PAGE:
184.108.40.206 Helping Politicians to Govern Well
Knowing what people want is necessary in helping politicians to govern well; government survival depends on being acceptable to the people.
If people are to be able to influence their governance, they need ways of raising issues with those in power; there are at least three options:
● People can put unsolicited pressure directly on those who hold power (220.127.116.11).
● They can express their views during formal consultation (6.5.3).
● Governments can get feedback on people’s reaction to their policies through media reporting and Internet comment (6.4.3).
The knowledge of what people want is important in helping politicians to govern well. When Donald Trump defied expectations and won the US Presidency in 2016, it was largely attributed to his having sensed the public mood: “the Americans who felt overlooked by the establishment and left behind by the coastal elite made their voices heard”. The Democrats hadn’t responded to the rapid economic and social changes refer to earlier (6.7.8), and Hillary Clinton was dismissive of working class concerns.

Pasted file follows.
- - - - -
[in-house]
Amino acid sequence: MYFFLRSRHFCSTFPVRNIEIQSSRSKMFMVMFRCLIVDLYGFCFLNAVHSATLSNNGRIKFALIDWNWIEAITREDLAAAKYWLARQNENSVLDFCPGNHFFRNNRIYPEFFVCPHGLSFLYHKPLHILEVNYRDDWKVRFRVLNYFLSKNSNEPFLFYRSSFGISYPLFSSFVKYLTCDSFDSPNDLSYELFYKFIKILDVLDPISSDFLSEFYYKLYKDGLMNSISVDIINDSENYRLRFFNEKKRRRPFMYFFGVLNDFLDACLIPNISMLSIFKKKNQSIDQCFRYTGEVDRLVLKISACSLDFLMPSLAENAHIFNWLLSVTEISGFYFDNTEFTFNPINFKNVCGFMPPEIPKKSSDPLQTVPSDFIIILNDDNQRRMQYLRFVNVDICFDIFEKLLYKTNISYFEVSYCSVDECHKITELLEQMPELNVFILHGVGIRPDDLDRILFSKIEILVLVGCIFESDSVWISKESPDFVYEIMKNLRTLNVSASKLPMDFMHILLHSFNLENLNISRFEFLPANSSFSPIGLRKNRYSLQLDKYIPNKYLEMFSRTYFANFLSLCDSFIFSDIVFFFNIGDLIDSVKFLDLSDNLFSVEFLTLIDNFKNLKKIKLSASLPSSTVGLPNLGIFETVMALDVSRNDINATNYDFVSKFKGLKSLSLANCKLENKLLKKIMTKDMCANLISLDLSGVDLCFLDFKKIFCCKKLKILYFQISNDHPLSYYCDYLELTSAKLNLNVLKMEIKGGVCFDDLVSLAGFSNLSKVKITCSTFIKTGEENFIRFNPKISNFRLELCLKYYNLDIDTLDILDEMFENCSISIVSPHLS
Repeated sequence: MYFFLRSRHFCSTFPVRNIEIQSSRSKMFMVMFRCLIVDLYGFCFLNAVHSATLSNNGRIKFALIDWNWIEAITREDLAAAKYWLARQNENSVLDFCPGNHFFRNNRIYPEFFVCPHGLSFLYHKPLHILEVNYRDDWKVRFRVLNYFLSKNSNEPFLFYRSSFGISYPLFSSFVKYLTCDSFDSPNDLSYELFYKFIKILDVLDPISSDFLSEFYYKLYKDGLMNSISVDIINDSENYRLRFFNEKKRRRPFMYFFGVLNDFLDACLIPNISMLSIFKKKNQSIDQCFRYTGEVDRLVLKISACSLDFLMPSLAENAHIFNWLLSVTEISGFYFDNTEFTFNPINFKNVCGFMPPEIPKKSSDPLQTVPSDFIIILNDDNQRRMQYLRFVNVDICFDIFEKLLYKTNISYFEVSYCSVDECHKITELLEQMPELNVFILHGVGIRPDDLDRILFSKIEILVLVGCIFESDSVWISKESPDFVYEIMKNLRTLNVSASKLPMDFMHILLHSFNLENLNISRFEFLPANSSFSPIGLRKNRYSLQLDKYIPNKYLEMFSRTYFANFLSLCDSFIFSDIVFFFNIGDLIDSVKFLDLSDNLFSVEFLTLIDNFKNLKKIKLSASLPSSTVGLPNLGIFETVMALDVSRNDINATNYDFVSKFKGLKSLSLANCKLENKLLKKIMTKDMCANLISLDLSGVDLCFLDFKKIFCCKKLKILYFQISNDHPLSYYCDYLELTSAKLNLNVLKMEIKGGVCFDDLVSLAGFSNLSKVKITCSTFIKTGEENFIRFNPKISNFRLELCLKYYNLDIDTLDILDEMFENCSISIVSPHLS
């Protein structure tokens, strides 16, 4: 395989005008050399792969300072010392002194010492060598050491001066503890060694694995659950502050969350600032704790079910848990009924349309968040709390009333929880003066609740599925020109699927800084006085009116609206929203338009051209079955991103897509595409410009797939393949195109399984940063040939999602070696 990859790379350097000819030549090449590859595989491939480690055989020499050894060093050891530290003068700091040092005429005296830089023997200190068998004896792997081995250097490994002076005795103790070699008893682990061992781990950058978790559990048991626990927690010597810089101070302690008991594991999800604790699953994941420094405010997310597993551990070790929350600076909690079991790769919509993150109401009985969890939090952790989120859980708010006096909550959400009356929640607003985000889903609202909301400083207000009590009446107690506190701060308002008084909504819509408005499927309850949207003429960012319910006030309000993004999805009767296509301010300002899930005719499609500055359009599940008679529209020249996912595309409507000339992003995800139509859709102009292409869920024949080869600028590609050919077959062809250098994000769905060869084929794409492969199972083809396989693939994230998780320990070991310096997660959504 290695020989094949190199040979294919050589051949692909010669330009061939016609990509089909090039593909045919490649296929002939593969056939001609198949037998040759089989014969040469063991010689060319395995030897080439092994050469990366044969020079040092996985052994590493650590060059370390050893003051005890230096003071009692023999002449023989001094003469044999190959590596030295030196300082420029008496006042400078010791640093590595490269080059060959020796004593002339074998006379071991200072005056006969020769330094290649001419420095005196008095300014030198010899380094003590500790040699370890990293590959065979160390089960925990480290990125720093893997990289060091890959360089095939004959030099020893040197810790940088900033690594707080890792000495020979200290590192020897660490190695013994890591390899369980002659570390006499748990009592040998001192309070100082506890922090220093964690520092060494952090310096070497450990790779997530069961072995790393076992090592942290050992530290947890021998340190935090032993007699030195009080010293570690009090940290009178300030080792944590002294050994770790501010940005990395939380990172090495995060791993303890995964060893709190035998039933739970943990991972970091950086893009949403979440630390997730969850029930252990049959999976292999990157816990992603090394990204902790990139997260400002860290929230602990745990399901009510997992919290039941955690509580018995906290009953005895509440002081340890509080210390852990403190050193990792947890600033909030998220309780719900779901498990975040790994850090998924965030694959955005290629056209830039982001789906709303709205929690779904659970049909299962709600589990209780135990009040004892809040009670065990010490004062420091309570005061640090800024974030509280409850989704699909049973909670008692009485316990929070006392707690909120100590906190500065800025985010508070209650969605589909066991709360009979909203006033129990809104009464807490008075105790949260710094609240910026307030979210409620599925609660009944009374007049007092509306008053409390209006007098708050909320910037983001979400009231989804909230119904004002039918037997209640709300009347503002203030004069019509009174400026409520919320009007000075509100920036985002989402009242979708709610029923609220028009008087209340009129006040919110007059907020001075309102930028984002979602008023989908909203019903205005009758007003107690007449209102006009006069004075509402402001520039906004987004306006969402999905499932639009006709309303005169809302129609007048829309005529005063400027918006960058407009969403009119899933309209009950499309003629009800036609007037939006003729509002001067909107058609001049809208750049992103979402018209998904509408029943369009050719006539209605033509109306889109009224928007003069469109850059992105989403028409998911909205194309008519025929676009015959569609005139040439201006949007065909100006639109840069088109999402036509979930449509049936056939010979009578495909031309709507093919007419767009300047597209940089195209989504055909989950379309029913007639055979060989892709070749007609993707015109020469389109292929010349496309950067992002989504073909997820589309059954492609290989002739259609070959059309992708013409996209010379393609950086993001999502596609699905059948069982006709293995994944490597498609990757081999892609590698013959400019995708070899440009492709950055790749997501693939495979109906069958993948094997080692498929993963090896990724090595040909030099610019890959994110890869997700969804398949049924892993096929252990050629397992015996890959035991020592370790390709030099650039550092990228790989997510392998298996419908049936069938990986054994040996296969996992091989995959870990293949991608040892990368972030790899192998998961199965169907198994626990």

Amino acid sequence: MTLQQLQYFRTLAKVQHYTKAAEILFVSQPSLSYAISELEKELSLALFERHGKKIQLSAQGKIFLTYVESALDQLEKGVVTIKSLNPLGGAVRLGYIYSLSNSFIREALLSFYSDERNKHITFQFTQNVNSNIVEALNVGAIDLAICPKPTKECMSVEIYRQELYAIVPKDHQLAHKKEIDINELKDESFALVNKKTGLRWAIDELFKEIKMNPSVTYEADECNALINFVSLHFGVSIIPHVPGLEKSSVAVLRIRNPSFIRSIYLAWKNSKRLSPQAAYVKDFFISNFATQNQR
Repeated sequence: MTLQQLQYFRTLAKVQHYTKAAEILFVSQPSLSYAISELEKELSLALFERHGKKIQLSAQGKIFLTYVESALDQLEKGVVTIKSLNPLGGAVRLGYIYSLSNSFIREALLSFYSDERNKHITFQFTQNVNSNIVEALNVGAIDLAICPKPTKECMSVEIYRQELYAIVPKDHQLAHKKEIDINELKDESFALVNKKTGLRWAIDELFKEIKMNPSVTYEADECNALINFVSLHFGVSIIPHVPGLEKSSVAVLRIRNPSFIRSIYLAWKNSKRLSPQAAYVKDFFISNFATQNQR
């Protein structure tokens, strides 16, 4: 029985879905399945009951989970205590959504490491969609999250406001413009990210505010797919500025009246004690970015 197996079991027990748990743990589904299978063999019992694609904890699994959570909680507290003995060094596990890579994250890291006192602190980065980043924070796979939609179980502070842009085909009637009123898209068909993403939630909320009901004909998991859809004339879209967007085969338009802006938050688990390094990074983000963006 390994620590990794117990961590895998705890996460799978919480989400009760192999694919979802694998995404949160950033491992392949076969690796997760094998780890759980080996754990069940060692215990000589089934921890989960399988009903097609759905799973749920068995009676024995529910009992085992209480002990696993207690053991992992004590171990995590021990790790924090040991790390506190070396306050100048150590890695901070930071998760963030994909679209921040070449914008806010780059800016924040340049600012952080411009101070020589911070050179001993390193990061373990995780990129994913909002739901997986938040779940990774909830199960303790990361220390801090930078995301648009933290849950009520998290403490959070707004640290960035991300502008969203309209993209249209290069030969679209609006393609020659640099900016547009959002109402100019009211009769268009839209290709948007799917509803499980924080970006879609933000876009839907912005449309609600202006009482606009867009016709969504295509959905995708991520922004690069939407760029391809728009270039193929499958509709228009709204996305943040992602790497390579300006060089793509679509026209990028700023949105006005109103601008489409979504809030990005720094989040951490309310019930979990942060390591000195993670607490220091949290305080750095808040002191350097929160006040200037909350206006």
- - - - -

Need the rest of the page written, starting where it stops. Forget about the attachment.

Governments must be responsive if they are to survive:
● Democratic governments must take account of public opinion, or they will lose the next election.
● Authoritarian governments depend upon satisfying people’s expectations if they are to retain power in the medium-to-long term (18.104.22.168).
Feedback from the public must include the possibility of criticism if governments wish to be fully informed; communication is of no value if it is censored, or if people fear reprisals for expressing unpalatable opinions. Freedom of speech in politics is the subject of the next section (22.214.171.124).
This page is intended to form part of Edition 4 of the Patterns of Power series of books. An archived copy of it is held at https://www.patternsofpower.org/edition04/6831.htm.